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June 23, 1993

United States Court of Appeals

For the First Circuit
No. 92-2389
Plaintiffs, Appellees,
Defendants, Appellees.
Defendant, Appellant.
Please make the following correction in the opinion in the above listed case released
on June 18, 1993:
Defendant, Appellant.
United States Court of Appeals
For the First Circuit
No. 92-2389

Plaintiffs, Appellees,
Defendants, Appellees.
Defendant, Appellant.
[Hon. A. David Mazzone, U.S. District Judge ]
Torruella and Stahl, Circuit Judges ,
and Burns,* District Judge .
Walter B. Prince with whom was on brief for appellant.
James F. Lamond with whom Alan J. McDonald and McDonald, Noonan and
Lamond were on brief for appellees William T. Broderick, et al.
June 18, 1993
*Of the District of Oregon, sitting by designation

STAHL, Circuit Judge . In this appeal, defendant-appellant Arthur Morgan, Jr.

("Morgan") challenges the district court's ruling that he was not entitled to qualified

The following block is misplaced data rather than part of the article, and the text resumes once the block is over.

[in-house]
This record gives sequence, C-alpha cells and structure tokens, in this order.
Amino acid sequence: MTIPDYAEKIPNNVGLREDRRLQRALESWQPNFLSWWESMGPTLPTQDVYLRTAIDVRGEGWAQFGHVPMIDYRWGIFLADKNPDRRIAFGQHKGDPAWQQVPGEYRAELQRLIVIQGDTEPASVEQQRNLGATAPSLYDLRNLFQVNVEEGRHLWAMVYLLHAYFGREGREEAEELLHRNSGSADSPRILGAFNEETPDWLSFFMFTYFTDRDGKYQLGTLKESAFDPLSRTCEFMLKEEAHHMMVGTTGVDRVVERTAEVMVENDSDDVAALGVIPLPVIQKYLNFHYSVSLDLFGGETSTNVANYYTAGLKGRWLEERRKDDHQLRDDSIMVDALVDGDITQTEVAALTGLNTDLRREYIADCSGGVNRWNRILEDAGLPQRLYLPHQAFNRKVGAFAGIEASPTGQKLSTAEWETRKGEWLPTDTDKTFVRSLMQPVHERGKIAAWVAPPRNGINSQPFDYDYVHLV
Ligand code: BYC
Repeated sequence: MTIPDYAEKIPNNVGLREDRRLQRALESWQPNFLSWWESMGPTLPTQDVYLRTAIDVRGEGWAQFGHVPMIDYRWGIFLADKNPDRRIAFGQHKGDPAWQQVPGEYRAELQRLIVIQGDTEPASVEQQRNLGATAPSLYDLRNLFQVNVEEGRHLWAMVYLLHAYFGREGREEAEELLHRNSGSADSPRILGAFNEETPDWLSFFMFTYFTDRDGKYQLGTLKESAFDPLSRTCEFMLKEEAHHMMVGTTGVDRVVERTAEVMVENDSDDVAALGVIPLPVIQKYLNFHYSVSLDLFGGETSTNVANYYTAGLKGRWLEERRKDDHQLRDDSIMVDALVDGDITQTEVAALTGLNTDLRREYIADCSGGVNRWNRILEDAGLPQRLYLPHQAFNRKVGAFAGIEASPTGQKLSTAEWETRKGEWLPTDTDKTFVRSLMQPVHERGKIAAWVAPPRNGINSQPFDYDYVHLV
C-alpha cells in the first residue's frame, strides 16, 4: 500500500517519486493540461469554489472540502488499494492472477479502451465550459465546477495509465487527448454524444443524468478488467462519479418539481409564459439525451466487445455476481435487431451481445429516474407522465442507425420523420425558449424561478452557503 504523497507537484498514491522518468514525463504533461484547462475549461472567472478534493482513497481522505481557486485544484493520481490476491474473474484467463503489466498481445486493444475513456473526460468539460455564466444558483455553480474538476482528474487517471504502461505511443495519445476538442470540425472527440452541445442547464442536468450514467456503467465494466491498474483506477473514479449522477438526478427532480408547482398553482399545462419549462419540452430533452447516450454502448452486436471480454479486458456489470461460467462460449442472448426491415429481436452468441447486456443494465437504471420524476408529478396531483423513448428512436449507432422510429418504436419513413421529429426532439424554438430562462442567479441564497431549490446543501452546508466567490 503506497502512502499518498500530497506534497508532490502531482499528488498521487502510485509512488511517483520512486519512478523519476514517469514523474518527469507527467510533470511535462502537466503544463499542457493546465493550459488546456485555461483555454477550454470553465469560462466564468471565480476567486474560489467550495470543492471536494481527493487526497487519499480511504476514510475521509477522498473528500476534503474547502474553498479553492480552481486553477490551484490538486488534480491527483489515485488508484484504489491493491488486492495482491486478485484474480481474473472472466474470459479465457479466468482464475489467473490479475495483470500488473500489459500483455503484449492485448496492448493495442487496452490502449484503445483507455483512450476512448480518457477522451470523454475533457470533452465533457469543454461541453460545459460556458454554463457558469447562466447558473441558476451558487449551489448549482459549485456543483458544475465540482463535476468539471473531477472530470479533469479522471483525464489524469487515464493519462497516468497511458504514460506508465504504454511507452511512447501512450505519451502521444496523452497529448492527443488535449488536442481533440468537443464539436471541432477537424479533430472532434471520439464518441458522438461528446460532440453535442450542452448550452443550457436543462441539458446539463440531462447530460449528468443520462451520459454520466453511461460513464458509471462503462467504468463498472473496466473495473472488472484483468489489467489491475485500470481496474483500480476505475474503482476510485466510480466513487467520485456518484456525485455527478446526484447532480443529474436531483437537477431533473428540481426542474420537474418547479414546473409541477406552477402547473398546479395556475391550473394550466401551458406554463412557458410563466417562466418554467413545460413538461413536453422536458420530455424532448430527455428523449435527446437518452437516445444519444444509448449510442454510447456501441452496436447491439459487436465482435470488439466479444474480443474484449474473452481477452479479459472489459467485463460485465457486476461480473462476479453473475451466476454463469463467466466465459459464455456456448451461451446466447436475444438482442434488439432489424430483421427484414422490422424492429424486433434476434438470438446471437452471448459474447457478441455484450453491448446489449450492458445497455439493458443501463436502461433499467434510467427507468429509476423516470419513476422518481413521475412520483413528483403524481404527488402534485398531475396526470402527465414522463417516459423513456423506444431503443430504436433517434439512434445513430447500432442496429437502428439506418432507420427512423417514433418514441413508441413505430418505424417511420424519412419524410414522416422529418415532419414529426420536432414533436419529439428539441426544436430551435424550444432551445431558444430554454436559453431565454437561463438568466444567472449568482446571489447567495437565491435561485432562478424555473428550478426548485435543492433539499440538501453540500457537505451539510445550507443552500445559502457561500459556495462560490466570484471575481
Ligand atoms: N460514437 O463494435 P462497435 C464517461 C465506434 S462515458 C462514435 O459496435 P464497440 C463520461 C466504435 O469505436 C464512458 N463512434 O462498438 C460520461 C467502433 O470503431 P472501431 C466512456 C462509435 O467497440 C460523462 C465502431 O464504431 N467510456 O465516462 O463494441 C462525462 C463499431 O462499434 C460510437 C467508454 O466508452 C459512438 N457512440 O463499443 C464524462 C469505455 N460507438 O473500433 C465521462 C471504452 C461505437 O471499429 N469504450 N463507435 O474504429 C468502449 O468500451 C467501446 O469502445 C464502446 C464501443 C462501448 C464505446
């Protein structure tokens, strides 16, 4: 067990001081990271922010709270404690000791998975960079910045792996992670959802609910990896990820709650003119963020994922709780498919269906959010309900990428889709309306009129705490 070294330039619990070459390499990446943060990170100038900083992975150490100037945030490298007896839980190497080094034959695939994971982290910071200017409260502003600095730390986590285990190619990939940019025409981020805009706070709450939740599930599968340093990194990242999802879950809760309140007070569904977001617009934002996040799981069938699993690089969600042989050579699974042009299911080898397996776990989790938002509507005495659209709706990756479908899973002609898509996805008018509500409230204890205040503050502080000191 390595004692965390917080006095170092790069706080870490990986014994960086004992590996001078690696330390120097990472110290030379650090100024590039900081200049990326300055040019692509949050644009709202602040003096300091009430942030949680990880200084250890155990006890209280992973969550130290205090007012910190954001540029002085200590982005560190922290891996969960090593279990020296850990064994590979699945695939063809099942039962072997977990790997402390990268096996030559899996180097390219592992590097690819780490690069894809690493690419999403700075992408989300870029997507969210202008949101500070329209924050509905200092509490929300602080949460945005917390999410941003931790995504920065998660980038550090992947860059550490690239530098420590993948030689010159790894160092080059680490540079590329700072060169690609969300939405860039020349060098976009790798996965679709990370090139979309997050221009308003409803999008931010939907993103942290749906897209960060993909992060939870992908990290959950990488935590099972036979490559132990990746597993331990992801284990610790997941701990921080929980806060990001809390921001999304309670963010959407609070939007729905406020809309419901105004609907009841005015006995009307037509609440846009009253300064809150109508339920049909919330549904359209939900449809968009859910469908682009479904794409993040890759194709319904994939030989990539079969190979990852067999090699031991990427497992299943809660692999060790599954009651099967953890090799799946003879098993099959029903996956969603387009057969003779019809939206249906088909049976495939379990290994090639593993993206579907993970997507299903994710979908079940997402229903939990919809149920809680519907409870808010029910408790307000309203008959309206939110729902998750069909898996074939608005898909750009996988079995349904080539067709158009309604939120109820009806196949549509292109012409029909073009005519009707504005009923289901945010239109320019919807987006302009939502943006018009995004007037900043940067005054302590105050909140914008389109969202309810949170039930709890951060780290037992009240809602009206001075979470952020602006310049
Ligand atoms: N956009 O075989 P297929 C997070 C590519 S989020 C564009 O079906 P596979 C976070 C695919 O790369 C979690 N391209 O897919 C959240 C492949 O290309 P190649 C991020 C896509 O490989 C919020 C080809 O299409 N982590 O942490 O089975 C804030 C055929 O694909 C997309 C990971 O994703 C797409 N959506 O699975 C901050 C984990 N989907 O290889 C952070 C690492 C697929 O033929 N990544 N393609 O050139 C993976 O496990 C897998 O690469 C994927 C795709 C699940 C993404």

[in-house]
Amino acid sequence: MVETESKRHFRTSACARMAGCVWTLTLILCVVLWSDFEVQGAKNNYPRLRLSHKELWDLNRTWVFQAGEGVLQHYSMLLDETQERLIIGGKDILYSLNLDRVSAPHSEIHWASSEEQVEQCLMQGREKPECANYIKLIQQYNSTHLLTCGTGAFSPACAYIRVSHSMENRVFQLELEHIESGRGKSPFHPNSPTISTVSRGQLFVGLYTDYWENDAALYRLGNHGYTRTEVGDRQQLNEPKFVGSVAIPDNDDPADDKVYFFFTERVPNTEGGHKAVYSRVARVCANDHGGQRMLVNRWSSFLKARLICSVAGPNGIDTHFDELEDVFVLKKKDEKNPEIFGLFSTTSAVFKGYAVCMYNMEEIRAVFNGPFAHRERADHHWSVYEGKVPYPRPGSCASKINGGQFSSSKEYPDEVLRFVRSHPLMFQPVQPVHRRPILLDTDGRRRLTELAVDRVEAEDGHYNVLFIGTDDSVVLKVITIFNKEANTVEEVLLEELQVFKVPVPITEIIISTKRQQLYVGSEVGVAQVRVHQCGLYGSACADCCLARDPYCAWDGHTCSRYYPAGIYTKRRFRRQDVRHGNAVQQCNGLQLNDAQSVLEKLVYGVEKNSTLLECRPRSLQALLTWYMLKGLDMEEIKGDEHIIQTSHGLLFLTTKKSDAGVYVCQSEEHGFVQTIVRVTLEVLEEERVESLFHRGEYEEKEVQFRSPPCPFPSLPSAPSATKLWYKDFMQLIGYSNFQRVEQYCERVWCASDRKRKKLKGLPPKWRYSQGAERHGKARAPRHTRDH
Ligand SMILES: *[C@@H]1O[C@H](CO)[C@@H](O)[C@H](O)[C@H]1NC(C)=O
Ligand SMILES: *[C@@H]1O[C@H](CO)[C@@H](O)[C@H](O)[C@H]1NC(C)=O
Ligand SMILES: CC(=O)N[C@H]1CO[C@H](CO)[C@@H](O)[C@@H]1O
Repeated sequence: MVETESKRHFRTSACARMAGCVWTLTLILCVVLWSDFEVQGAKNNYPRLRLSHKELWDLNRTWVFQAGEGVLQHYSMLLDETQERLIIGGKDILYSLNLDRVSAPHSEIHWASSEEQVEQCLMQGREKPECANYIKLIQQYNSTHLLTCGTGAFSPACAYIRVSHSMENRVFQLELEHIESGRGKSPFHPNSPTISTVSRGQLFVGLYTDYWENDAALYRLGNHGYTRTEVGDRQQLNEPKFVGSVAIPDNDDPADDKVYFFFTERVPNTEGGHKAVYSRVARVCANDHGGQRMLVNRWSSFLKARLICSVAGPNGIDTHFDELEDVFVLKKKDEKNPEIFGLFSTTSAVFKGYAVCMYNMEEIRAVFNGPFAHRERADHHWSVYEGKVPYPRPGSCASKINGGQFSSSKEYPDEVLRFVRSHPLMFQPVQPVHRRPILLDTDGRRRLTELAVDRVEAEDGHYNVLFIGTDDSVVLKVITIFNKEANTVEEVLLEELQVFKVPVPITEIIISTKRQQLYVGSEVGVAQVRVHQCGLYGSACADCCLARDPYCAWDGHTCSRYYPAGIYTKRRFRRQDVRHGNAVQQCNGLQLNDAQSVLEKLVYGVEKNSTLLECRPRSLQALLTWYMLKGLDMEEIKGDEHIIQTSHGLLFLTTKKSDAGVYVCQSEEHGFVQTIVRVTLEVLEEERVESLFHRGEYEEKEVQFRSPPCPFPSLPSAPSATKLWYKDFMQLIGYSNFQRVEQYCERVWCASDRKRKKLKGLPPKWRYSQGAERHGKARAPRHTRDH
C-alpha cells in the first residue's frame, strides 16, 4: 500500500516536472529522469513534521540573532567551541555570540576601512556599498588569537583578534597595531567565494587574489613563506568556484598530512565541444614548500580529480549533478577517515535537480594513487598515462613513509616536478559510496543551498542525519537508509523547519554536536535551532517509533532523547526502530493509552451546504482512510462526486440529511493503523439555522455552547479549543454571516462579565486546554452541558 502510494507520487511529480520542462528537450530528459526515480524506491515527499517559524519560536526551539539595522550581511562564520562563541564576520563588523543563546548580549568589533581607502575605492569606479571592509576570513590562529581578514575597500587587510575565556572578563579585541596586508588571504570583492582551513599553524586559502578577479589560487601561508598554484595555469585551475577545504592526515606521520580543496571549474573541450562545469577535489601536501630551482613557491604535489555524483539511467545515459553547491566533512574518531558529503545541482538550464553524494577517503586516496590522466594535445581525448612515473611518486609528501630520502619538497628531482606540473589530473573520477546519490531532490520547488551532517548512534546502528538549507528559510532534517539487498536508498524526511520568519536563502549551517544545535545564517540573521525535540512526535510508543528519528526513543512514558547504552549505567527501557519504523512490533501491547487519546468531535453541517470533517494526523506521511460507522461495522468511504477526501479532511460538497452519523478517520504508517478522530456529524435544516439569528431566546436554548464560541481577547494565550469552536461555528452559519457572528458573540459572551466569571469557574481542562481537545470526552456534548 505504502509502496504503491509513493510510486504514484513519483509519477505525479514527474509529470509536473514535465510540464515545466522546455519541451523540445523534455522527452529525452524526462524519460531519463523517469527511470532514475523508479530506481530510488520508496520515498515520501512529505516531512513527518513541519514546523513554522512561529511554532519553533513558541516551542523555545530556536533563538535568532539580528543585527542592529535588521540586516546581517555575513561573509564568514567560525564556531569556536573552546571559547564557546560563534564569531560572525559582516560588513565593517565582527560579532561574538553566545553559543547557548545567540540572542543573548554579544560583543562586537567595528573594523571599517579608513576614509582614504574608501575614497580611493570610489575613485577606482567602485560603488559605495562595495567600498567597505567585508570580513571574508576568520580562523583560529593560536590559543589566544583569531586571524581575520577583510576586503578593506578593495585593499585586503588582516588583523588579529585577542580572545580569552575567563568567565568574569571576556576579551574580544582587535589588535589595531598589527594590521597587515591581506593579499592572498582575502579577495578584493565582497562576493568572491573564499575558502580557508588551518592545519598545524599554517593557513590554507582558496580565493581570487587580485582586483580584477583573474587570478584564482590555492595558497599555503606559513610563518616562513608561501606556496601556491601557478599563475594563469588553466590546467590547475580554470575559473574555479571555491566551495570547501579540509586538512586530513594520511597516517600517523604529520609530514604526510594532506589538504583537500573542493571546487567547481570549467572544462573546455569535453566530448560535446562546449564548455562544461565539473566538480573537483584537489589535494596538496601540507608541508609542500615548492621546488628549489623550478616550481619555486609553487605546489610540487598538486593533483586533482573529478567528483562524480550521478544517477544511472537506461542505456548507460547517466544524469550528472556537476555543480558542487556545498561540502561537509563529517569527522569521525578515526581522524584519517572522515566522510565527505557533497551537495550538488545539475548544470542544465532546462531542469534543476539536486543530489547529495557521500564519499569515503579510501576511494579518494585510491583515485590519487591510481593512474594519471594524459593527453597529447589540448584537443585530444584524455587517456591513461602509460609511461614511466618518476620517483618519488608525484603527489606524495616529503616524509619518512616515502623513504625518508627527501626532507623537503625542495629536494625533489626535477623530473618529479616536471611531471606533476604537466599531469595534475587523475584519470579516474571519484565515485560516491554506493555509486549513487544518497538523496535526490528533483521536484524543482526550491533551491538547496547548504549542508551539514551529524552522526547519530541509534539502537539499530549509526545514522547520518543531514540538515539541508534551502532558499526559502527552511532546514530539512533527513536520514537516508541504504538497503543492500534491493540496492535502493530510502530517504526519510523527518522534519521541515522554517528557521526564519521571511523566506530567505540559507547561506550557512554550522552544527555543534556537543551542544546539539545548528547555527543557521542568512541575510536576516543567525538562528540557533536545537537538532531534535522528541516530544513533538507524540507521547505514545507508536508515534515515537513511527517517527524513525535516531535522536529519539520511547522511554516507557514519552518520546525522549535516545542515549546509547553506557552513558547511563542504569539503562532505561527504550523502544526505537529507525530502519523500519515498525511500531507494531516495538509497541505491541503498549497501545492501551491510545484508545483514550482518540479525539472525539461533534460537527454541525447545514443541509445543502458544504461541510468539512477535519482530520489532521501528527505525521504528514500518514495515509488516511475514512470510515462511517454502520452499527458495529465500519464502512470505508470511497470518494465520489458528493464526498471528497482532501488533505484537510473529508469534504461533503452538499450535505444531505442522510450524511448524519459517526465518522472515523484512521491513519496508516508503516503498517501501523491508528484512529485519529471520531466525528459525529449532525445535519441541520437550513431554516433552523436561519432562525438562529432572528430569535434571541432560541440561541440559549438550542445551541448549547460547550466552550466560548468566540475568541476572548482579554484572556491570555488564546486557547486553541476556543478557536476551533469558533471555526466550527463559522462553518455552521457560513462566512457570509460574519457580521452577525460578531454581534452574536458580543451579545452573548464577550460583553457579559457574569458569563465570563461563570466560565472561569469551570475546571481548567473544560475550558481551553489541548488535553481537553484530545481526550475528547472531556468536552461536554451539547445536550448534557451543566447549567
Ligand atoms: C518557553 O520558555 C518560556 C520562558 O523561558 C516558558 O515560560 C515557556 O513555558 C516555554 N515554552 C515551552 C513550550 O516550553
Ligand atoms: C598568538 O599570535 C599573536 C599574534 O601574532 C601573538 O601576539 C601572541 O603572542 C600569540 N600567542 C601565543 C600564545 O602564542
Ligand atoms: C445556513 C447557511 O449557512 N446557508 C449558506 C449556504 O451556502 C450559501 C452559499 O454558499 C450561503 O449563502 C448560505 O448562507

immunity. Finding no error in the district court's ruling, we affirm.
On May 12, 1990, plaintiffs-appellees the Boston Police Superior Officers
Federation ("Federation") and William Broderick ("Broderick"), an employee of the
Boston Police Department ("Department")
Broderick has been employed by the Department since 1969, has been a police
officer since 1977, and has been a sergeant since 1986.
and an official of the Federation,
Broderick served as Federation vice-president from January 1987, through
December 31, 1988, and has served as Federation president since January 1, 1989.
All defendants other than the City are sued in their individual and official capacities.
This case, despite its pretrial status, has an extensive procedural history. The district
court has already issued four previous memoranda and orders relative to various
pretrial motions brought by the parties. See Broderick v. Roache , 751 F. Supp. 290
(D. Mass. 1990) ( inter alia Broderick v. City of Boston , 755 F. Supp. 482 (D. Mass.
1991) ( inter alia Broderick v. Roache Broderick v. Roache , 803 F. Supp. 480 (D.
Mass. 1992) (denying the City's motion for summary judgment on plaintiffs' claim
against it under the MCRA).
At issue in this appeal is Morgan's involvement in four separate incidents wherein
Broderick was disciplined, ostensibly for violating Department rules and regulations.
Specifically, plaintiffs claim that Morgan, prompted by a desire to harass and

retaliate against Broderick, abused the power of his position by developing and
bringing charges against Broderick for his role in the four incidents. The particulars
of these incidents, along with the implicated factual disputes, are delineated in the